There will be a tribute to Mrs. Johnson tomorrow at the Met in NYC. It will surely be a moving experience. I understand that Desiree Rogers will present a Proclamation on behalf of President Obama. That's fitting and more than deserved. I'm a little disappointed that, again, the Social Secretary has been given this momentous responsibility and not the First Lady. I can only hope it's done with grace, respect and tact. In closing, I'd like to say Thank You to Eunice Johnson for her loyalty and belief in me. I will never forget her and the gifts she gave to so many; selflessly and consistently.
Tuesday, January 5, 2010
I was aware of it the moment we entered the city and saw the pace of the population. No hurrying , pushing or sense of urgency was evident. Checking into the hotel was a slow and relaxed experience. The hotel, Achselhaus, which was recommended to me by my best girlfriend Jolain Bowen and her husband Christopher Bowen was beautiful in it's redefinition of a "boutique hotel". Chris and Jolain had spent a stretch of time there when he was getting the Berlin production of Blue Man Group up and running. Chris is one of the original Blue Men and travels the country and world establishing Blue Men productions. Jolain is an extraordinary designer who started with her own eponymous collection and went on to design for Calvin, Joseph Abboud, Carolyne Roehm and Oscar de la Renta. She has collaborated with me on some of my most treasured collections as well. I can easily say that she is the one designer that completes me. Working together with her on collections is one of the most fluid and satisfying experiences I've ever had. I intend to work together with her on many future projects. But back to the hotel.... They recommended it, and it was great. So what if our little apartment (much more than just a room) was on the 6th floor and had no elevator. We took it one flight at a time and eventually got there. Over-packing is a curse from which I never learn.
Everyday was spent combing the city's museums, stores, neighborhoods and cafe/restaurants. Returning at night to our nest, filled with delicious food, impressions and freezing cold was so satisfying I wondered why we didn't stay put. There was too much to see and do in 8 days and time raced. This hotel wasn't about slick minimalism but much more about comfort, a mix of cultures in it's design and an overwhelming atmosphere of calm. We could have been in Marrakesh or on an island in the tropics . A hearty breakfast and perfectly strong coffee waited for us in the hotel's cafe each morning. We habitually were the last ones to sit before they shut down for the day.
We never turned on a TV during the whole stay. My computer screen was as close as I got to a TV and I avoided news of the world outside. New York spends so much energy in its attempt to influence and regulate so much in the world. Berlin seemed more concerned with itself and making life there satisfying and stimulating for its population. So many small boutiques had signs stating that they were Berlin design houses . This gave me the feeling that these designers were not out to conquer the world. They were invested in giving pleasure and satisfaction to those who walked through their doors. So much of fashion in New York is designed for global ends. If a designer doesn't become internationally known and sold, they are considered somehow less than successful. This idea is destructive and counter productive. It's also presumptuous. Some brands are meant to be global, most aren't. It would be refreshing if we all would relax a bit and smell the exhaust. Volume and sell-through are two very different realities.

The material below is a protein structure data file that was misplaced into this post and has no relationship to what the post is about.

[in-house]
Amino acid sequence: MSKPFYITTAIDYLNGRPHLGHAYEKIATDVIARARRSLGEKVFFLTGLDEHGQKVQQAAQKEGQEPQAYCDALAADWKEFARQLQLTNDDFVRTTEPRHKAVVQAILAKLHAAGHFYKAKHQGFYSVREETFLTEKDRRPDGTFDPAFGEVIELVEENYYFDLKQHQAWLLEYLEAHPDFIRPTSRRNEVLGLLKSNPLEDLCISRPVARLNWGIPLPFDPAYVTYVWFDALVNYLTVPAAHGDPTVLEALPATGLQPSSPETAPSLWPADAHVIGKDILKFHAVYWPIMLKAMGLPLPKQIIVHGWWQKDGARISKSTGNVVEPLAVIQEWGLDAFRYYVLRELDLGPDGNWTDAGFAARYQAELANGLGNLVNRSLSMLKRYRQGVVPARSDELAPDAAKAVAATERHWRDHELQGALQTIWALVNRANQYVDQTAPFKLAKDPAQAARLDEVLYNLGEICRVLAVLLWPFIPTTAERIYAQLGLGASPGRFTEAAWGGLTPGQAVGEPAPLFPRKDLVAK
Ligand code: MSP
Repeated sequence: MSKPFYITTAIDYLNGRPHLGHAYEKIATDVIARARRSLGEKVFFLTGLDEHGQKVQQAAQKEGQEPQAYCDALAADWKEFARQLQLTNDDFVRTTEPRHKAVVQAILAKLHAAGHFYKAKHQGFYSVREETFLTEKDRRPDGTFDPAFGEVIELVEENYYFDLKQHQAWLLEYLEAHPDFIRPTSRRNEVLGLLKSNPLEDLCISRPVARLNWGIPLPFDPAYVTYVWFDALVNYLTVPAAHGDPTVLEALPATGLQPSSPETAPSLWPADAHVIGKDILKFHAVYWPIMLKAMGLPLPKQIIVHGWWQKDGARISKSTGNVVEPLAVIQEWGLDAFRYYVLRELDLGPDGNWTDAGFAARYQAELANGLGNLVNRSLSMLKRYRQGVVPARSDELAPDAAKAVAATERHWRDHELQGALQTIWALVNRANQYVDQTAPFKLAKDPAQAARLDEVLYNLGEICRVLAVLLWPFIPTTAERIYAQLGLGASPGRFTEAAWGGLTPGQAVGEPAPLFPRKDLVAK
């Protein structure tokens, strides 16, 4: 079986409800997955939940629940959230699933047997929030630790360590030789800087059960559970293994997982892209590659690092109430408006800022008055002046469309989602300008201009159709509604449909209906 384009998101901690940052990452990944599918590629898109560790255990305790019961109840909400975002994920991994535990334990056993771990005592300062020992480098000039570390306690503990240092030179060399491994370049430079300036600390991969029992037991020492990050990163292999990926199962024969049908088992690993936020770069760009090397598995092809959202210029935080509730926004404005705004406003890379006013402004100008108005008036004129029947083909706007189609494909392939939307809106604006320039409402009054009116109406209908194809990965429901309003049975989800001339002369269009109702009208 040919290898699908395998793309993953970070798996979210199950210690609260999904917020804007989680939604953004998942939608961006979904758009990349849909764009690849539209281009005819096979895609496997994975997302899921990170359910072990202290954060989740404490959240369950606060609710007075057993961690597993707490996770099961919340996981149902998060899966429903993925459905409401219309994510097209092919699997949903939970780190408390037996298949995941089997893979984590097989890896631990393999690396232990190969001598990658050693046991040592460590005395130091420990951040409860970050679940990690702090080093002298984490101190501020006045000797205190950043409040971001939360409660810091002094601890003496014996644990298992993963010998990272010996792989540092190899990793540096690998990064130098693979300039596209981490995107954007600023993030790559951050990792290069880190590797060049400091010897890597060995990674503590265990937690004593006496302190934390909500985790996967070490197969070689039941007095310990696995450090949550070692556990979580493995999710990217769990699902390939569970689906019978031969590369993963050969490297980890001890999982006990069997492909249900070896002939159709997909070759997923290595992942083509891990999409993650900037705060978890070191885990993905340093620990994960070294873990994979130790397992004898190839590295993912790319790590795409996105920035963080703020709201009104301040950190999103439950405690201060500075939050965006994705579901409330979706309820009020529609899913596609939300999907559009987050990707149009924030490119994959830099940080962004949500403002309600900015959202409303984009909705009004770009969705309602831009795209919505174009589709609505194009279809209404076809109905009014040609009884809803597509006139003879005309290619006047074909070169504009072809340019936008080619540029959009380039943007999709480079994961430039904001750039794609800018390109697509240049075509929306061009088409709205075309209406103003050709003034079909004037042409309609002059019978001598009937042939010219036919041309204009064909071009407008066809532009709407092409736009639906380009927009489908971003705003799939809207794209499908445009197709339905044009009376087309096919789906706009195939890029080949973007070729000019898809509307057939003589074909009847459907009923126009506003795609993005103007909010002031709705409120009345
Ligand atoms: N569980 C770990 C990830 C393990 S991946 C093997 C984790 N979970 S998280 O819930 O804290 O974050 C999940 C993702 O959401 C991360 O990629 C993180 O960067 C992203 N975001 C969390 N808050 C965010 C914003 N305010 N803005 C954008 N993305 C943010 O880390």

The one store that I went back to a few times is called Wunderkind. It is the brainchild of Wolfgang Joop. He did little to impress me over the last 20 years , but this incarnation was very original and beautiful. It was sophisticated without being arch. Modern without showing a self consciousness. The store and presentation was mouth wateringly appealing. The usual luxury boutiques were woefully cookie cutter in comparison. Wunderkind in New York would give shops like Barneys and much of what crowd Fifth Ave. and Madison Ave. a run for their money.I realize this sounds pat without enough explanation but it's the feeling I got. You would need to wander through this store to have the sense for yourself. Google it, that might help. Better yet, put Berlin on your list of places to experience. Good bookstores with great travel departments will help as well.
My most unexpected surprise came by courier to the hotel. There is a fashion/culture magazine produced in Berlin called 032c Magazine. The editor and Creative Director, Joerg Koch, sent an email to Fluff welcoming him and me to Berlin and asked for the address where we were staying. He said that he wanted to give us the latest issue as a thanks for the many enjoyable hours spent reading the blog. I was flattered, to say the least. When it arrived I was blown away at how dense it was with mesmerising editorials on fashion, both Berlin specific and international. There were great pieces on literature, theater, the arts, you name it.Even the ad pages had great imagination and style. This is a very great magazine in that it reminds me of ones you used to read from cover to cover.....remember what that was like? This issue had a multi-page spread on all the Steven Meisel covers for Vogue....my GOD! That spread alone was worth having to buy one extra suitcase..... You must get this, I will keep these in my collection.Vogue, Bazaar and Vanity Fair could learn A LOT from this magazine. Joerg and his staff are a very wise and clever team. It's constantly a surprise to discover the people who read this blog. More than anything, it's very gratifying to know you're not just talking to yourself. I'm on my way back soon, so see you on the other side!